Thursday, April 17, 2014

Gli Dei di Mosca


This is, I believe, the best version of Surplus to date.  Check out that expression!  His marks don't normally get to see this aspect of him.  And this is the first attempt to capture the likeness of Aubrey Darger I've ever seen.   Artist Manuel Preitano captures, I believe, the quintessential Britishness of him.

Gli Dei di Mosca (The Gods of Moscow), the Italian translation of Dancing With Bears, went on sale in e-book form today.  You can order it here or here.  And the paper version goes on sale in only a few weeks.  You can read about it at the publisher's website here.

You can argue about the physical appearances of Darger & Surplus if you wish, of course, and it would be a sign of affection if you did.  Because those fictional characters we most care about exist most convincingly inside our heads, where we do not so much see them as feel their rightness.  But is that a terrific portrayal of Anya Pepsicolova or what?  When Anya first appeared in my novel, she was a minor character, a way of getting Darger to a certain place in subterranean Moscow, and I had every intention of keeping her minor.  But Anya had other ideas and kept grabbing a bigger and bitter piece of the plot.

Writers really like characters like that.

Below is Preitano's original artwork, before it was defaced with things like the title and my name.  Just so you can admire it some more.  I like how deftly it avoids giving away too much of the plot.

This is actually Friday's blog, posted a day early.  Just to give Gli Dei di Mosca a tiny bit more exposure.


Wednesday, April 16, 2014

Make Your Darlings Suffer


It's too early to know exactly what influence George R. R. Martin's A Song of Ice and Fire will have on the fantasy genre, though it's a safe bet that it will be significant.  But it's pretty obvious that the Red Wedding scene all by itself will have a significant impact -- and a good one, too.

One of the signature weaknesses of a new writer is a tendency to be too nice to one's characters.  Some weaknesses, such as a propensity to spend five to ten pages of a story "setting the scene" before finally getting around to  the plot, can be cured simply by clearly explaining why they're a bad idea and how they can be circumvented.  But when all of one's upbringing is devoted into turning one into a decent person, it can be hard to undo.  "Look, I'll say to my students, on those occasions when I teach.  "It would be a heinous act to throw a woman into the path of an oncoming train.  But we celebrate Tolstoy for doing so in Anna Karenina.  These are not real people we're dealing with here.  They're only words on paper.  Make those bastards suffer!"

They hear but, half in love with their own creations, they do not easily believe.

There's a lot to admire about the Red Wedding, including the fact that it took the readers and later viewers by surprise.  I'm sure there are many new writers out there at this very moment feverishly plotting out their own massacres in imitation.  And that's good, because while most of those bloodlettings are destined for the drawer, they're a positive step toward publication.  Many more writers are taking to heart George's exemplary willingness to kill off characters who've won the readers' affections.  That's also good.  But the chief lesson to be learned hers is to let your darlings suffer.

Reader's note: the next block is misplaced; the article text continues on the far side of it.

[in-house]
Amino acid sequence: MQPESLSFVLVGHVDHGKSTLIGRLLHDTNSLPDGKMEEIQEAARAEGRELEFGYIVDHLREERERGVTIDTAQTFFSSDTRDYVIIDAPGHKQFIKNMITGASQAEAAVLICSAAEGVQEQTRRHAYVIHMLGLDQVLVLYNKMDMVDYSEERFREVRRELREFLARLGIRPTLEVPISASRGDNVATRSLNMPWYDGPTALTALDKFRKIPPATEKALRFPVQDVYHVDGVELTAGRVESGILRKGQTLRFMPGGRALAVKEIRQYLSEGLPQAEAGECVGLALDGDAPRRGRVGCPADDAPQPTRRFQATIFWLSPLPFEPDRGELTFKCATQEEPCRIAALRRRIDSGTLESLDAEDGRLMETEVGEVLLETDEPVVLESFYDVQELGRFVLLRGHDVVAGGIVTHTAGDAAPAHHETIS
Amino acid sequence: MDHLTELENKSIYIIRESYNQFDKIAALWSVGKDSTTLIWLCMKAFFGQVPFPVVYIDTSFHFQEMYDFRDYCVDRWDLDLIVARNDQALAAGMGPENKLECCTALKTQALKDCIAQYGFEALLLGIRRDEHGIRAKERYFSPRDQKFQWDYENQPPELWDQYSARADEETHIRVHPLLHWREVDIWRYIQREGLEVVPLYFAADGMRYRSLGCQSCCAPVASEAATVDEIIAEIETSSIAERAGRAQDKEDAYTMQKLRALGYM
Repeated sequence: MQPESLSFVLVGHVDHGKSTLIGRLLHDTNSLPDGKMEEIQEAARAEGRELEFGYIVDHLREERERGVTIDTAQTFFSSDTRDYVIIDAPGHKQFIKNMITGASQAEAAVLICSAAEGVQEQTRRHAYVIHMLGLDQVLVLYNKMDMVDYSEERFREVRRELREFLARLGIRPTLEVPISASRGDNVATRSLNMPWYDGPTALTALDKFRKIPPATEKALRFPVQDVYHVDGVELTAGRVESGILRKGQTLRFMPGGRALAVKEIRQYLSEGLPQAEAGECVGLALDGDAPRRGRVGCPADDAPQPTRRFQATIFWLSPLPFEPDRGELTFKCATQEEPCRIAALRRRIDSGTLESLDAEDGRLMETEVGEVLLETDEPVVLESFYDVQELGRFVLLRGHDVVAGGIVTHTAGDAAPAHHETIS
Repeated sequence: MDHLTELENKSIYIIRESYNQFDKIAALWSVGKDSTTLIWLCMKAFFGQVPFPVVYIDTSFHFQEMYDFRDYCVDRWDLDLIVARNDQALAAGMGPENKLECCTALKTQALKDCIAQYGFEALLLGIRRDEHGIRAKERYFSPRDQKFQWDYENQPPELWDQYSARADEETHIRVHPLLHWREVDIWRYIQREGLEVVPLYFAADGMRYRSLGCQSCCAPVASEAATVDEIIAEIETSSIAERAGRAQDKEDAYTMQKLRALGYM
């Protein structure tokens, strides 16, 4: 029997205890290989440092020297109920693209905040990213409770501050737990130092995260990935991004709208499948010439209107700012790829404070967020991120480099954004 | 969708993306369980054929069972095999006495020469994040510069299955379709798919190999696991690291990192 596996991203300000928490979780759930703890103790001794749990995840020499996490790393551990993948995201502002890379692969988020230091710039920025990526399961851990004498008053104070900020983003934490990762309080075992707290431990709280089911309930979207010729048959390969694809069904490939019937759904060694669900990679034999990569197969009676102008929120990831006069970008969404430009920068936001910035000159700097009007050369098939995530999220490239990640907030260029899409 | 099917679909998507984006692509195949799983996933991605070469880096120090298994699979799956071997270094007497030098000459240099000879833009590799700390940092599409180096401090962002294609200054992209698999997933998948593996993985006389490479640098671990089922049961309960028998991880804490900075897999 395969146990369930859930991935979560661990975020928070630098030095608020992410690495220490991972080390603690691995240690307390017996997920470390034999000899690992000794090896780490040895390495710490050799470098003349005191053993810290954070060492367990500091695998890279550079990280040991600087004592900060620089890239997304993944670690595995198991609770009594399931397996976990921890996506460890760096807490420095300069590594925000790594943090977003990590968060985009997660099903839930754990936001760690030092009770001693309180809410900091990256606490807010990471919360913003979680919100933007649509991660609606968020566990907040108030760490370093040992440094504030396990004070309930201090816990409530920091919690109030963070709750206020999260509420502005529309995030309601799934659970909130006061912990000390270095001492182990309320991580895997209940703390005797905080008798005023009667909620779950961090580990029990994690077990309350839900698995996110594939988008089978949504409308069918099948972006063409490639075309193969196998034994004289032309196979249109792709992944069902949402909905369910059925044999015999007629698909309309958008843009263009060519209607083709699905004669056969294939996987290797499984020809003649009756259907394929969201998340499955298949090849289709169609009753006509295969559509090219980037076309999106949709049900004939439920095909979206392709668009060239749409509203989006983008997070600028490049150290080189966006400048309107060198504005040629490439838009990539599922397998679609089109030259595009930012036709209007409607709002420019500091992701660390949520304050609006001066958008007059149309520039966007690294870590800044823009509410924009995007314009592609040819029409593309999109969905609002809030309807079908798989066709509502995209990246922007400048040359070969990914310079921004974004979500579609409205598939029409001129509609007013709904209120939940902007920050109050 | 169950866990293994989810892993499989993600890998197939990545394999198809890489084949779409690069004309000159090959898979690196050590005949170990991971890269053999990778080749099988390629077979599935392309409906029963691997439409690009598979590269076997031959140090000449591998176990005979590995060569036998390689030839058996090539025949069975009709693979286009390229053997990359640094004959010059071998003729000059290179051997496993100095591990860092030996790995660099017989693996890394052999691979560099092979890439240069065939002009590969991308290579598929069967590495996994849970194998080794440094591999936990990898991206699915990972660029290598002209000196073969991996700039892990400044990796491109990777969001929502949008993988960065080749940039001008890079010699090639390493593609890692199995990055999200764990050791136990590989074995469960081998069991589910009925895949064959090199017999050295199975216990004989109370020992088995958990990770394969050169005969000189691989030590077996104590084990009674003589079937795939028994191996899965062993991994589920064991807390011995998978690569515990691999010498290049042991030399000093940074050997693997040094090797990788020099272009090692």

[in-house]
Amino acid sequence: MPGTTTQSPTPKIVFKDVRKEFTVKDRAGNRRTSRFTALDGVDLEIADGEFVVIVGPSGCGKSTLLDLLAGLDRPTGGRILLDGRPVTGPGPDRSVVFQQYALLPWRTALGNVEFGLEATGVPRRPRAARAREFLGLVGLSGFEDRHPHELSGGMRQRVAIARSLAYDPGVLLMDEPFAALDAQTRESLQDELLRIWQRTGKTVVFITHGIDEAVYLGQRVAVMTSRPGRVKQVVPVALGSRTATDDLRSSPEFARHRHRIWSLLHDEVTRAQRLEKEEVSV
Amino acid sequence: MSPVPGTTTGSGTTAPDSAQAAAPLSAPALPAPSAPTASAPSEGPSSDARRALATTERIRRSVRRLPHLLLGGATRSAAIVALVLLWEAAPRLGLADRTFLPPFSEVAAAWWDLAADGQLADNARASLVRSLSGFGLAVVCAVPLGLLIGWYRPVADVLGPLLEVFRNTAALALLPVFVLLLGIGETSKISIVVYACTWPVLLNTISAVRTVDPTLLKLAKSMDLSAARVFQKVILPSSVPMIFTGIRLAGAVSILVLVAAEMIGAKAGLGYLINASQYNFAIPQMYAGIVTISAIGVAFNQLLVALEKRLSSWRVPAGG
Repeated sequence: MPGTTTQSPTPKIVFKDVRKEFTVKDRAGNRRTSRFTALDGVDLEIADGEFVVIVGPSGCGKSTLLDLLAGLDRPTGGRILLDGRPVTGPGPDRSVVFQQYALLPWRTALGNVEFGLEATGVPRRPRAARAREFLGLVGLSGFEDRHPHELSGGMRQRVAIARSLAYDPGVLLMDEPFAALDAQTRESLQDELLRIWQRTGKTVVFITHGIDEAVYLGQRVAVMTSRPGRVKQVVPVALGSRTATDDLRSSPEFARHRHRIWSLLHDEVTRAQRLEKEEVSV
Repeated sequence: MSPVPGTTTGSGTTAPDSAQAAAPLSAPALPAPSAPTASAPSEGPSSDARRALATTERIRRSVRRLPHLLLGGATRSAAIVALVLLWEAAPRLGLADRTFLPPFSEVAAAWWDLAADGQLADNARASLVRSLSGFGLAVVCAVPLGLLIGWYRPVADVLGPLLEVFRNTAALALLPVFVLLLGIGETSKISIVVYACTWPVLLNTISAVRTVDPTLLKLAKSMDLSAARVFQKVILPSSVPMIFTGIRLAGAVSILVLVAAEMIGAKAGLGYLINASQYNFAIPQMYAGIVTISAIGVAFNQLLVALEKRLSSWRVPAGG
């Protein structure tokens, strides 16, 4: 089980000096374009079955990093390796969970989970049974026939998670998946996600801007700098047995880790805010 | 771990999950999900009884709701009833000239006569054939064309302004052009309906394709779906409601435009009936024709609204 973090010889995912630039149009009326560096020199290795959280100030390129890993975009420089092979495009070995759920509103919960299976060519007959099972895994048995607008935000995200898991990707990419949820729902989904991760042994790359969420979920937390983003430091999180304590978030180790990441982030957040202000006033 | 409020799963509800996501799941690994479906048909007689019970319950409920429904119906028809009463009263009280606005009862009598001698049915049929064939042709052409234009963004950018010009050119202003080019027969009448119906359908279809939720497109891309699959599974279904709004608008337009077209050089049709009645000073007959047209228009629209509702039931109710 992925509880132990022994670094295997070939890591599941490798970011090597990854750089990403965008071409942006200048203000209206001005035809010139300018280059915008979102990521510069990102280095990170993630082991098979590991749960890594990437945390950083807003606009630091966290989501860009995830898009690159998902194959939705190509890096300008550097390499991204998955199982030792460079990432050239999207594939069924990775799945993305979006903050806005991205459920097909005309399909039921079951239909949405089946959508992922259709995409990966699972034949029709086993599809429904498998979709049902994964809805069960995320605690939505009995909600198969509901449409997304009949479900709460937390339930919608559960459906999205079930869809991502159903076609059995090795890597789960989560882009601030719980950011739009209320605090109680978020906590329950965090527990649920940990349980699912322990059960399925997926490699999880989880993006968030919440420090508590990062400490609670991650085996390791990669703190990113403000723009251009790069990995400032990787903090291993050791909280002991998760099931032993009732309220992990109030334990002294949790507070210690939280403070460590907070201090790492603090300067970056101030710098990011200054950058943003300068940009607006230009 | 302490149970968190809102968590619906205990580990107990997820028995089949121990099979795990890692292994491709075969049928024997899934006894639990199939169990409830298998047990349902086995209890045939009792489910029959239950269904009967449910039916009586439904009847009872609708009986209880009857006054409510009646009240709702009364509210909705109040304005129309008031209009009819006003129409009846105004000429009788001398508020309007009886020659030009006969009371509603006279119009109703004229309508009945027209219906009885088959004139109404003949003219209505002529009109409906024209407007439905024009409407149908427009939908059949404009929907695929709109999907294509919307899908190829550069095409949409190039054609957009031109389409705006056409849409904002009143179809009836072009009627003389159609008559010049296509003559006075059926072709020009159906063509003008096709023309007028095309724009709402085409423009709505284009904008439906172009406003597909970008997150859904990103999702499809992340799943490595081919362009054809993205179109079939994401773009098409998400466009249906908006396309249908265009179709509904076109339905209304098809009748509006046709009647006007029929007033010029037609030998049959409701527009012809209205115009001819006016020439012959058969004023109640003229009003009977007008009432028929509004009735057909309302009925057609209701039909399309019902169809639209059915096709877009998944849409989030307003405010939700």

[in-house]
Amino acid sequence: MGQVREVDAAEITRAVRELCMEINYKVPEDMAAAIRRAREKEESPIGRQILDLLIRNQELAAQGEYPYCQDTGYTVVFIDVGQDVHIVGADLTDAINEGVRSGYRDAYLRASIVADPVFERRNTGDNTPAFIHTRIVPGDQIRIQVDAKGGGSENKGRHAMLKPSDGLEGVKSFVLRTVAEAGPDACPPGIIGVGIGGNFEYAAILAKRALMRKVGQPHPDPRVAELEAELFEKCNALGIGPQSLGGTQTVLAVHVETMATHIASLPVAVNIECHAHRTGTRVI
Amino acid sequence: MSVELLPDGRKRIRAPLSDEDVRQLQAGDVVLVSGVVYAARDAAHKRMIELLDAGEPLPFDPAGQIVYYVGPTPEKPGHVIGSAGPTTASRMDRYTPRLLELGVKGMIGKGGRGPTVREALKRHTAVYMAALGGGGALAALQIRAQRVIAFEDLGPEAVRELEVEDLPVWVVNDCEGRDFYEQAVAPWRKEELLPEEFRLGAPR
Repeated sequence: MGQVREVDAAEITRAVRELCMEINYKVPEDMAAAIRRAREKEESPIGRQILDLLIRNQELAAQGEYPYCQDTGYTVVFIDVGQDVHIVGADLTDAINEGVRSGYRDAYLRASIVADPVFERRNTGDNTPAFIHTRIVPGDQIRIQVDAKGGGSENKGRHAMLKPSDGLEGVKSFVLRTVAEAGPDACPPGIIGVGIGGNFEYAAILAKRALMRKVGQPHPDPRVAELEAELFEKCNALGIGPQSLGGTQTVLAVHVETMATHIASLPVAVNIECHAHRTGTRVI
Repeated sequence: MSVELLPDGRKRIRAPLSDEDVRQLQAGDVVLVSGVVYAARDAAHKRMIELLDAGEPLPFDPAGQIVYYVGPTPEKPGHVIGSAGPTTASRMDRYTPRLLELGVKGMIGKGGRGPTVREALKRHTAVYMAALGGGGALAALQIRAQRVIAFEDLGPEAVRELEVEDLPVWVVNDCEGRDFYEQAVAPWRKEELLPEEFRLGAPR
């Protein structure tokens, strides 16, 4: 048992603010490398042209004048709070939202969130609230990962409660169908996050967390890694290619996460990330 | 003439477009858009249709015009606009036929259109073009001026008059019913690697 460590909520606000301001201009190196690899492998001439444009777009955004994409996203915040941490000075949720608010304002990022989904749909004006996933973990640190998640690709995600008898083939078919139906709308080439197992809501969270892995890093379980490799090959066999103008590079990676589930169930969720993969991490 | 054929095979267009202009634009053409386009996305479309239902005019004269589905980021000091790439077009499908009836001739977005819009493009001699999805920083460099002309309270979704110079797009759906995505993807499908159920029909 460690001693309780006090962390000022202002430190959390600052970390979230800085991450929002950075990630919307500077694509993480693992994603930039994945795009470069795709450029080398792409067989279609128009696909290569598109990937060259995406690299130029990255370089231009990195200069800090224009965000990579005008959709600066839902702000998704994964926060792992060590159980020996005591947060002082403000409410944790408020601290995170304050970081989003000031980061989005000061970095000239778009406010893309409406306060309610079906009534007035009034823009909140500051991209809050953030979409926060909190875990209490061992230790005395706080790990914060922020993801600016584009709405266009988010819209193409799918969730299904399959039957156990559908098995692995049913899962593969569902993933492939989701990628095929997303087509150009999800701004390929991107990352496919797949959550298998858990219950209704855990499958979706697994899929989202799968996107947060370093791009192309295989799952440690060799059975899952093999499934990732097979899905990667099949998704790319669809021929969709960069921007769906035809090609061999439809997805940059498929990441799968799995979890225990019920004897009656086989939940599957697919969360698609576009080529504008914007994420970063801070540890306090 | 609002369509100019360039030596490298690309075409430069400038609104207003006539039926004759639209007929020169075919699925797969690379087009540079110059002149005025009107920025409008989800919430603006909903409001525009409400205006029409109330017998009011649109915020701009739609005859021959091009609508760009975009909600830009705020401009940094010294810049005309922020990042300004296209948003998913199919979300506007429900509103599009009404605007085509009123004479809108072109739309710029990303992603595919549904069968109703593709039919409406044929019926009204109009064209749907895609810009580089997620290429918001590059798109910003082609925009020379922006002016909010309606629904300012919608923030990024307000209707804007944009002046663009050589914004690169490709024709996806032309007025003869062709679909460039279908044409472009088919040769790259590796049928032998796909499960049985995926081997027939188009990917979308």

Why is this desirable?  Because there are things we must learn in life which can only be learned through suffering.  If that suffering is experienced only in our imaginations, so much the better.

Also, it can be wonderfully entertaining.

The opening of the Honest Trailers spoof of Game of Thrones begins "From fiction's most notorious serial killer..."  But let's be honest here.  It should be "From fiction's most beloved serial killer..."  I trust that any new writers reading this are taking the implicit moral to heart.


Monday, April 14, 2014

Radiant Doors . . . the Series?


It's too early to break out the champagne yet, but the cable network WGN America has given what's called "a script order against a series commitment" to a television series based on my story "Radiant Doors."

What this means is that if the network likes the script (now being written by Jeremy Doner), the series will be made.  Justin Lin, the director of Fast and Furious 6, will be the director and executive producer if and when Radiant Doors is made.

"Radiant Doors" is the single darkest story I've ever written -- and that's saying something.  The premise is that one day radiant doors open in the air everywhere in the world and through them pour millions of refugees.  They've all been terribly abused.  And they're from our future.

I don't know anything about Justin Lin's vision for the series, and that's probably just as well.  Neither he nor Doner needs me peering over their shoulders, second-guessing them.  But in addition to the obvious benefits to me if the series is ever made, I'd love to see just what they do with the premise.

You can read all about it here.

Above:  Justin Lin


Friday, April 11, 2014

Soundworms of the Galaxy


I'm in pod-print again!  "Passage of Earth," which very recently appeared in Clarkesworld, is now available free for the listening as a podcast.